At the inception conference for Microsoft’s Envision this past week in New Orleans, digital transformation was at the heart of CEO Satya Nadella’s keynote address. Anyone not present for the keynote or not particularly focused on the software industry could be forgiven for wondering why a speech was delivered about transferring your photos or music to digital media. After all, haven’t we already done that?
However, the subject was actually nothing quite so mundane or basic. No, when Satya speaks about digital transformation he is actually talking about the transformation that happens to everything in our lives when all the data we need for decision making becomes immediately available to us through digital access. The audience for Envision is the business leader and we all tend to think of digital solutions or the deployments of those solutions as business-related investments and decisions. But to Satya’s point, the true benefit of all of this digital engagement should be realized in our very personal human life and in the opportunity to reclaim time and attention for the things that matter most.
Sounds exciting and powerful, but it makes me wonder how ready we are, the rank and file of businesses, for this transformation. And if we admit to not really being ready, are we willing to take the steps individually or in our organizations to participate?
Do we understand digital transformation?
Let’s look at what digital transformation means. It means that the gaps that currently exist between one point of integration in a process flow and another will be narrowed or even closed with the use of a digital solution. In plainer terms, it means employees with mobile devices record their field work digitally and submit the transaction details with the push of a button. It means customers are billed and payments are made without any further manual or physical activities. In such a scenario, not only is the cost of completing many different physical transactions reduced, but managers can easily access analytical and other data so that decision making is more useful.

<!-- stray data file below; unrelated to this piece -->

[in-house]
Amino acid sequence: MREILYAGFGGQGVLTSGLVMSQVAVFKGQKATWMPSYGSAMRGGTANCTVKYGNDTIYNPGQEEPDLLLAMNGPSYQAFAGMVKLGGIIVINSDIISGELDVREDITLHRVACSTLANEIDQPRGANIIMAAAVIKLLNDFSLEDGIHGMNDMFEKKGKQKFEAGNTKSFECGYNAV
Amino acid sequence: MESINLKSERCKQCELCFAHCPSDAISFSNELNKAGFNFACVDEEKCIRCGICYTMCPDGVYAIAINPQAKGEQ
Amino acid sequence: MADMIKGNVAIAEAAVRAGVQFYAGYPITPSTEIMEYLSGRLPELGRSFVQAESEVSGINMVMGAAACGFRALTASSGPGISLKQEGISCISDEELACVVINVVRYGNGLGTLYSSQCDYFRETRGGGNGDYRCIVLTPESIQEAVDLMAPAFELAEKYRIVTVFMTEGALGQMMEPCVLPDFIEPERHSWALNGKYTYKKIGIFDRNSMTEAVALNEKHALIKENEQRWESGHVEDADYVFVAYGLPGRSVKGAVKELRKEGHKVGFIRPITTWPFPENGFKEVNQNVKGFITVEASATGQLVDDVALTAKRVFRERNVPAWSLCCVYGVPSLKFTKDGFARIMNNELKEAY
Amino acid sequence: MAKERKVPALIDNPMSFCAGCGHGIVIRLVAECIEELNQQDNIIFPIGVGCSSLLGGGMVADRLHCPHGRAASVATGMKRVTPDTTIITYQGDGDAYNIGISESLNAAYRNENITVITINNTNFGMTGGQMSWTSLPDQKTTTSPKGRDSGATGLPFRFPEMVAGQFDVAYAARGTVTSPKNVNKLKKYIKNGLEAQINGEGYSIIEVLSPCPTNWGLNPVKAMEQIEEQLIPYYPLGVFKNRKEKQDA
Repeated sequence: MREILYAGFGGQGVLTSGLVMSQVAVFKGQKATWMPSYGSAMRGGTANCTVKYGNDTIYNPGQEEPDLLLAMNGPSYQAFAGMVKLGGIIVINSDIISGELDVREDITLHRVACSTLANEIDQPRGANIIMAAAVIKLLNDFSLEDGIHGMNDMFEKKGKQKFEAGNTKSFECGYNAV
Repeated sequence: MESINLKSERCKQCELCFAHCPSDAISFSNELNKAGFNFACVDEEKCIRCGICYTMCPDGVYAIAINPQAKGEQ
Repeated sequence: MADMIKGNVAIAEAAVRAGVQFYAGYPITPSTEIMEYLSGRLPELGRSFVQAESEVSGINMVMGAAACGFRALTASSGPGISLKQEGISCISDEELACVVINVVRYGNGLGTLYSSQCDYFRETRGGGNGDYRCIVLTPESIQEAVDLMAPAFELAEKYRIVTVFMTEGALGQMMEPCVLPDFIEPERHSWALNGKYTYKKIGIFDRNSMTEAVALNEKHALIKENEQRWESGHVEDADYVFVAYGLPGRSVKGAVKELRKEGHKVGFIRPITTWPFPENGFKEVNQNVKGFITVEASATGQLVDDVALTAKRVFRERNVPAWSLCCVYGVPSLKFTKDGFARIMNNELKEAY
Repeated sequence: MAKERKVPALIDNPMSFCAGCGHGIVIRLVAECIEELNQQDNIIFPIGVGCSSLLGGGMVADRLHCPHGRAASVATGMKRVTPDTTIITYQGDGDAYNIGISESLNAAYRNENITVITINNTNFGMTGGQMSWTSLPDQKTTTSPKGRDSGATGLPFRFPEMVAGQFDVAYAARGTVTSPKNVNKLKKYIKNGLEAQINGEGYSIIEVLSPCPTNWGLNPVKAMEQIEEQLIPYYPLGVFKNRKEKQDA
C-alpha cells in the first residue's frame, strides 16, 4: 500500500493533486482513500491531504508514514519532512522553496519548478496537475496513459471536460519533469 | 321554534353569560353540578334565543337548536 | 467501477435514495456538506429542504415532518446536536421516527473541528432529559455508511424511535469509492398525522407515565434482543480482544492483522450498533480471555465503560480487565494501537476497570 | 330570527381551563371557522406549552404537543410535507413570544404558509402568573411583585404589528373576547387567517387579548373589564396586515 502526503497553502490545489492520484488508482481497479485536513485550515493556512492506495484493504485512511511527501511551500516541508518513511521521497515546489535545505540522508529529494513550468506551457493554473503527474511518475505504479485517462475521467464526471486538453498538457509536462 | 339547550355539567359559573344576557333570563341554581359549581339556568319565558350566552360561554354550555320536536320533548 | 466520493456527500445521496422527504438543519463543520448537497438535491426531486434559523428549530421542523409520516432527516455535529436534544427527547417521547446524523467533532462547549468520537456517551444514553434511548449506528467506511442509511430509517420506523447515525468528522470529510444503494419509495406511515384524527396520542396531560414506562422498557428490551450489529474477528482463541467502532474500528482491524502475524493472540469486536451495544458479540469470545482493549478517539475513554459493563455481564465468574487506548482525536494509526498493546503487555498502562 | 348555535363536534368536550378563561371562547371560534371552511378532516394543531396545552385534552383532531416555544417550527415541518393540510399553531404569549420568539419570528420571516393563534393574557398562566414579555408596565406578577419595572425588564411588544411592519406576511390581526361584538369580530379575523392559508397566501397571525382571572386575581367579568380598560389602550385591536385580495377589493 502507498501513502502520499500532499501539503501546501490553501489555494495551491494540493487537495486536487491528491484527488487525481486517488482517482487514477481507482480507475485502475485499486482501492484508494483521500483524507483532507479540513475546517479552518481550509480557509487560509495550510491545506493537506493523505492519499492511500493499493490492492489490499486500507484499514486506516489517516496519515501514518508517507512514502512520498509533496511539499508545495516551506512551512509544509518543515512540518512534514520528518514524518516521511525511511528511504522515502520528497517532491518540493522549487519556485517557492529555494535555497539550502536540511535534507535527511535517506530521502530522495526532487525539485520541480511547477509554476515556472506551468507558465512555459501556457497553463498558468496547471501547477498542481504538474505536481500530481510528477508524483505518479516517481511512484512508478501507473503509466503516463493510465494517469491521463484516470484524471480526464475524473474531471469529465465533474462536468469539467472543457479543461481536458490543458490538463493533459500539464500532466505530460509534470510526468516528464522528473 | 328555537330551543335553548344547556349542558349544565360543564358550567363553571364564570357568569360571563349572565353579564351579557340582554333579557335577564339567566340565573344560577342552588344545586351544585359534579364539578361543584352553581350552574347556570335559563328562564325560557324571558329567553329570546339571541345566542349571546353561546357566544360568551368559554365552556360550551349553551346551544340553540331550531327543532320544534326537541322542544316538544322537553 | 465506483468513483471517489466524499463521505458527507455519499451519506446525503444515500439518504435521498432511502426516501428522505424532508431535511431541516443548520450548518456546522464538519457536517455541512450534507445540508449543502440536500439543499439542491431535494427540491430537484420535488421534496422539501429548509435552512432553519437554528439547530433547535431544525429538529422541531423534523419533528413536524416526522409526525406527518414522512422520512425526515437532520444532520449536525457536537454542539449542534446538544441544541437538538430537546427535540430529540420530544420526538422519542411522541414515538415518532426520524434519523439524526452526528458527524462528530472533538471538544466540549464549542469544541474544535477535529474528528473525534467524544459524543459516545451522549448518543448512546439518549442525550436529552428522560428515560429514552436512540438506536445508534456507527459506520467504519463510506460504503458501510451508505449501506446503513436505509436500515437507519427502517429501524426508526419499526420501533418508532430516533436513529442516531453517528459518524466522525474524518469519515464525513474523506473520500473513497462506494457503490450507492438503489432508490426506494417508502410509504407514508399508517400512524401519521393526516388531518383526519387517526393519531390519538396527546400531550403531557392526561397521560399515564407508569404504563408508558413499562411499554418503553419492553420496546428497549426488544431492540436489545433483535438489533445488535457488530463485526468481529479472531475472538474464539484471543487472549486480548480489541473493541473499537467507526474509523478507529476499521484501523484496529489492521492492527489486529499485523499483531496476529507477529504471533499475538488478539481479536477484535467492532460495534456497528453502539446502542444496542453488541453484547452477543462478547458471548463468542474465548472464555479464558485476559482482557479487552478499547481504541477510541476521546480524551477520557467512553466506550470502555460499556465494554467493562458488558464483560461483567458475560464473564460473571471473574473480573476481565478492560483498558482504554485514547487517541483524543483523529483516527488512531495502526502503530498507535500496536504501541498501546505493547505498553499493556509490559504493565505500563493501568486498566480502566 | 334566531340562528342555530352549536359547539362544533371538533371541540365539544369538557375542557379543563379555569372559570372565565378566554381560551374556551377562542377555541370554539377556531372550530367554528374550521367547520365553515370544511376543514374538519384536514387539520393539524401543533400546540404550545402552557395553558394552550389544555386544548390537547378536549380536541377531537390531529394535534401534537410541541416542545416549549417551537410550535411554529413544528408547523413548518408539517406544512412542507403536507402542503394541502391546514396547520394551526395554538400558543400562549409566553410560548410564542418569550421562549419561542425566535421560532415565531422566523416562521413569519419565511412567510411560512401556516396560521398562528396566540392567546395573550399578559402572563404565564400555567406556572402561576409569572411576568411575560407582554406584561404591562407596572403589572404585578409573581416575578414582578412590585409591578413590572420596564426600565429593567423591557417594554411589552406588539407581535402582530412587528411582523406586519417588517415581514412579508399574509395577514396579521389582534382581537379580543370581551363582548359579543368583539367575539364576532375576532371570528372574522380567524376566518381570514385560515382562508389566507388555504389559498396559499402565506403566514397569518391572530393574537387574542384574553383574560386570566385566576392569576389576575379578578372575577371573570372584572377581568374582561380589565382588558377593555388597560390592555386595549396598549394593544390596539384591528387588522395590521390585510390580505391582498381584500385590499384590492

These ideas and expected outcomes have been around for a while, so why the fuss? Simply put, it is because the reality of achieving these outcomes is so significantly closer to us today than it was back in, say, the 1990’s. Gordon MacDonald, in his presentation at Envision on the future of business solutions for SMB’s, mentions that today’s college graduates entered high school in 2008 and many who will be the business leaders of the future don’t know a world where green screen dumb terminals were the only data processing option. There is, in fact, a growing wave of human resources who will be intolerant of less than full digital engagement and yet so many business are still far from up-to-date in their digital transformation journeys.
Digital transformation, like any transformation, will take resources. Businesses are very protective of their resources and how they deploy them. The cost of any transformation cannot exceed the benefit that will be earned and yet there are some investments that must be risked in order to simply stay in the game. I believe we are approaching a point where businesses will have to undertake investments in digital transformation because of the service levels their customers expect and not simply because of obvious strategic benefit.
Will it be less of a ‘choice’ and more of a ‘must’?
In the early days of the World Wide Web, those of us in technology encouraged business to be early adopters of ideas like developing their own web sites. We preached that customers or potential customers were signing up for ISP’s at an increasingly rate and would ultimately want to be able to place orders and view product information online. We believed a web site was a strategic and competitive necessity. While we weren’t wrong, we weren’t completely correct. Our error was mostly in understanding how much time was available for adoption. We weren’t fully aware of the time it would take for all the elements that were needed to come together. Our evaluations did not consider tasks like laying fiber to carry content or developing batteries that were lightweight or even establishing the infrastructure required to bring us our connections. But having been through that process, we know that once the elements come together the transformation is very rapid.
So, for this next wave of digital transformation, does anyone know how much time individual businesses will need to prepare for participation? Will those who move later in the cycle still be able to realize comparable benefits? What will the difference in cost be for moving sooner rather than later?
So, what do you think? Is the rate of digital transformation moving so fast that companies should be concerned about being left behind?